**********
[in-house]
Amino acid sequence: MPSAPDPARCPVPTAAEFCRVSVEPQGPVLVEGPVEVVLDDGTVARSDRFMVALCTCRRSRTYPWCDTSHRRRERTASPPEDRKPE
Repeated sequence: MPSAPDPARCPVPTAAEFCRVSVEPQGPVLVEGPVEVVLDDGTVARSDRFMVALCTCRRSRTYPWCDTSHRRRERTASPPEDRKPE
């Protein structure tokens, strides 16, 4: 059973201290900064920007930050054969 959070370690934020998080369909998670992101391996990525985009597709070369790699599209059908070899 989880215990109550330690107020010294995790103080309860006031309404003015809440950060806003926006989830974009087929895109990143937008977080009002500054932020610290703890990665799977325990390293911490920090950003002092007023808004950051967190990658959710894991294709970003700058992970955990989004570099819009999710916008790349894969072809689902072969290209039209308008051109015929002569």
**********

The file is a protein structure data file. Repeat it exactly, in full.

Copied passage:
[in-house]
Amino acid sequence: MPSAPDPARCPVPTAAEFCRVSVEPQGPVLVEGPVEVVLDDGTVARSDRFMVALCTCRRSRTYPWCDTSHRRRERTASPPEDRKPE
Repeated sequence: MPSAPDPARCPVPTAAEFCRVSVEPQGPVLVEGPVEVVLDDGTVARSDRFMVALCTCRRSRTYPWCDTSHRRRERTASPPEDRKPE
């Protein structure tokens, strides 16, 4: 059973201290900064920007930050054969 959070370690934020998080369909998670992101391996990525985009597709070369790699599209059908070899 989880215990109550330690107020010294995790103080309860006031309404003015809440950060806003926006989830974009087929895109990143937008977080009002500054932020610290703890990665799977325990390293911490920090950003002092007023808004950051967190990658959710894991294709970003700058992970955990989004570099819009999710916008790349894969072809689902072969290209039209308008051109015929002569």